Variability in the SNCA gene (which encodes alpha-synuclein, the protein that clumps in Parkinson’s disease) is a major risk factor for PD. Using next-generation sequencing we will characterize SNCA and see whether genetic variability is associated with the trajectory of motor and cognitive decline in patients. In post-mortem patient brains we will also evaluate the genetic contribution of SNCA to gene expression and alpha-synuclein clumping. This project is a collaboration between geneticists at the University of British Columbia, the Movement Disorders Society PD-MCI Consortium (23 international sites) and the Parkinson’s UK Brain Bank.
We will perform next-generation sequencing of SNCA for 800 patients (~400 deceased), with genotyping in several thousand more patients to follow up. We plan to test whether SNCA genetic variability is associated with: i) motor, cognitive and neuropsychiatric disturbances; ii) conversion from PD without cognitive disturbances to PD with mild cognitive impairment or with dementia, as well as; iii) the slope of decline. From post-mortem brain tissue will also include a study of SNCA genetic variability, alpha-synuclein gene and protein expression in brain tissue.
Relevance to Diagnosis/Treatment of Parkinson’s Disease:
In PD, while many individuals are cognitively preserved into later life, a subset develop mild cognitive impairment and subsequent dementia. This study may provide a genetic biomarker that could help predict and distinguish between these trajectories/outcomes.
The results will extend prior SNCA association studies of motor dysfunction, may inform physicians and patients with PD of the risk of cognitive dysfunction and the path of decline, and are likely to provide a better mechanistic understanding for targeted therapeutics already in development.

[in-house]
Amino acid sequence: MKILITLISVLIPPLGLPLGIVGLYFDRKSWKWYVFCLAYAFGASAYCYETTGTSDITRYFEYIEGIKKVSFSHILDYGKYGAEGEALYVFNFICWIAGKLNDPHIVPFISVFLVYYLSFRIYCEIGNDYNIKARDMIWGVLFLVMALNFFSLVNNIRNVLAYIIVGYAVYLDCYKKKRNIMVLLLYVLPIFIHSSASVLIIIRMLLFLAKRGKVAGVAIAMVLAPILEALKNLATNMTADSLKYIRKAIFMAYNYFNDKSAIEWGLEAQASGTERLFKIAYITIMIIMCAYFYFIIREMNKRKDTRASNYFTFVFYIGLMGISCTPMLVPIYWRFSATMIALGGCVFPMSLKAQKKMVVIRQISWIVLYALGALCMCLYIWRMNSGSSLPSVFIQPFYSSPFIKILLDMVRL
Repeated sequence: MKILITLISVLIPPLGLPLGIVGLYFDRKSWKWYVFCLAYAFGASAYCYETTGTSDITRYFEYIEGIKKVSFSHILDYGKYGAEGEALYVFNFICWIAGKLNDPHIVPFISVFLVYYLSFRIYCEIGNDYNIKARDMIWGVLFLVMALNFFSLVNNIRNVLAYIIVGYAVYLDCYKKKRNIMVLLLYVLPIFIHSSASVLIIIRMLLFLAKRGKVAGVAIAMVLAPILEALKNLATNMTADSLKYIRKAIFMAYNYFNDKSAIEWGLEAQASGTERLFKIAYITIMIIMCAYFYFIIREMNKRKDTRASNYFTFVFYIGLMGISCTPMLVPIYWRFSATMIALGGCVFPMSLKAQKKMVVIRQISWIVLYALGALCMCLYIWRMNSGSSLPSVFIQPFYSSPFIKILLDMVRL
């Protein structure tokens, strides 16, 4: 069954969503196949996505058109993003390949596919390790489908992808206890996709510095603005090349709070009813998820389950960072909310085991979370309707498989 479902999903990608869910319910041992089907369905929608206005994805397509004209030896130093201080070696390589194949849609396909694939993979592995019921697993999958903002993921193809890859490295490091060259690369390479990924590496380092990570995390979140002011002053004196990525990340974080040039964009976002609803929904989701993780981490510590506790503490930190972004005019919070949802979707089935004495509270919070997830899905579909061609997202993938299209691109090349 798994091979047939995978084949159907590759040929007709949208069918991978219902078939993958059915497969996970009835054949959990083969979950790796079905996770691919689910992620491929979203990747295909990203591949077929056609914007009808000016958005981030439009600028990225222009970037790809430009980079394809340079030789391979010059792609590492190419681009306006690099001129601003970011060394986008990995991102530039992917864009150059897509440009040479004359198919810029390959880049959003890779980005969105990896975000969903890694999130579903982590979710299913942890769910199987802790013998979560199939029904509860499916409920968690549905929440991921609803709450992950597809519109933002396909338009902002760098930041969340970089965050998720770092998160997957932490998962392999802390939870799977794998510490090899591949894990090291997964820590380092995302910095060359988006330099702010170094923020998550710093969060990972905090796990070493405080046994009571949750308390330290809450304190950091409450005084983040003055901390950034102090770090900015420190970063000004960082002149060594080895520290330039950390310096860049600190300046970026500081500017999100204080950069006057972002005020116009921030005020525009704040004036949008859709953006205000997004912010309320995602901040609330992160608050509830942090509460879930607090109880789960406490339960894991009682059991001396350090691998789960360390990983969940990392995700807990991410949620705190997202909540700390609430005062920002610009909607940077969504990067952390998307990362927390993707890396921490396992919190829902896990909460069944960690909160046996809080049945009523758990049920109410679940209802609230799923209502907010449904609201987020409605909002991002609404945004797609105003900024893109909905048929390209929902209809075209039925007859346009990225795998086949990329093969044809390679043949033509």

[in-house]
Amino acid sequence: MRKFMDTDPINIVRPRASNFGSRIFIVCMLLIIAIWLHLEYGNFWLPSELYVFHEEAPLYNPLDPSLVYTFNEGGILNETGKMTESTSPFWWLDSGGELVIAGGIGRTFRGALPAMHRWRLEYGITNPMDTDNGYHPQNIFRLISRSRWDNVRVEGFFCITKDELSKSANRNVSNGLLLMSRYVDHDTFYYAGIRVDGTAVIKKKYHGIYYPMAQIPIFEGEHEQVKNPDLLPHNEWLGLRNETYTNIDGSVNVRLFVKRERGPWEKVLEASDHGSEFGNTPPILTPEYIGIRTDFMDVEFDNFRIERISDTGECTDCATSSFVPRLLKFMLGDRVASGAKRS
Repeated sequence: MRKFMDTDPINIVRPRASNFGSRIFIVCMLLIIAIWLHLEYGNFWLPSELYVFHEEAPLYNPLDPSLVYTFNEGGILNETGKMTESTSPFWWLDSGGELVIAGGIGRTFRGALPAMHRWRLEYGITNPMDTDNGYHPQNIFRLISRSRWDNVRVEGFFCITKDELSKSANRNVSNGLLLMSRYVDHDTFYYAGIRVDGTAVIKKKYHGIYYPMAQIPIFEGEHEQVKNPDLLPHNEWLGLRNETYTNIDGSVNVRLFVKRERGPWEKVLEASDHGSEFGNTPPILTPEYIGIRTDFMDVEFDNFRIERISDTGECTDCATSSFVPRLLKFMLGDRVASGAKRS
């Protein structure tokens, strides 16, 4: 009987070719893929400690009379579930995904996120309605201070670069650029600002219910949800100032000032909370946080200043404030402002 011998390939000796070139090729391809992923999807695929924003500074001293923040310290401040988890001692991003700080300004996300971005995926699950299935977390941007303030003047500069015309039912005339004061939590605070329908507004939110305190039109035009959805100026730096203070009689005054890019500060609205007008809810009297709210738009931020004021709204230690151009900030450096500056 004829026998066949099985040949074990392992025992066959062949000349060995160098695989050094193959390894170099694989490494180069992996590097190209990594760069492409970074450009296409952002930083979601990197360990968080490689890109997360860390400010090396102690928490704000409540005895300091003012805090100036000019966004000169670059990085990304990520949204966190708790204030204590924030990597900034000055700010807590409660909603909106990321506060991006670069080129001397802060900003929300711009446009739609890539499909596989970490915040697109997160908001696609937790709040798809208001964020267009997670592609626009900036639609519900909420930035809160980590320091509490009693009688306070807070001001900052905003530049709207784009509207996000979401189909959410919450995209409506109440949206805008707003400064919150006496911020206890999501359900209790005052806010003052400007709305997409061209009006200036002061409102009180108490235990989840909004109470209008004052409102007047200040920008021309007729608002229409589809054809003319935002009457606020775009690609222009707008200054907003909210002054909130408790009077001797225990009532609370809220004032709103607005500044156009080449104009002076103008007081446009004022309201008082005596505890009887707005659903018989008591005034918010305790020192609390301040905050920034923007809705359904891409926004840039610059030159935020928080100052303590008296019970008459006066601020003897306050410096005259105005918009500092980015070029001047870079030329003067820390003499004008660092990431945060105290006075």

Alpha-synuclein (SNCA) genetic variability has been implicated in many susceptibility studies of idiopathic Parkinson’s disease (PD), Dementia with Lewy bodies (DLB, typically described as Diffuse Lewy body Disease (DLBD) post-mortem) and to a lesser extent multiple system atrophy (MSA). However, which precise variant within the region contributes to the clinical (movement and cognitive) or pathologic phenotypes is unclear. In this study we proposed to sequence the entire SNCA genomic locus (and171 other genes implicated in dopamine metabolism, parkinsonism, dementia and neurodegeneration) to identify specific SNCA biomarkers. Towards this end complete resequencing and/or genotyping has been accomplished for: a) de novo PD (the entire Parkinson’s Progressive Markers Initiative series); b) four PD-MCI cohorts (patients with >5 progression with detailed longitudinal evaluation beyond another 3-8 years and data on PD‐MCI and PDD to MCI (level II) criteria), and; c) autopsy-confirmed Lewy body disease, including patients diagnosed with PD, PDD and DLB (Parkinson’s UK brain bank, Oxford University and Mayo Foundation).
Preliminary analysis has leverage pre‐existing data on cognitive and motor impairment, to deduce which regions of the SNCA locus and which specific variants drive association to PD without cognitive impairment, PD with dementia (PDD), and DLB. In the brain autopsy series we have begun to systematically quantify alpha‐synuclein immunoreactivity by genotype/haplotype, and to correlate alpha‐synuclein genetic variability, gene and protein expression. We have also been actively seeking additional data and samples for a validation series, both within and beyond the PD-MCI Consortium, as originally proposed.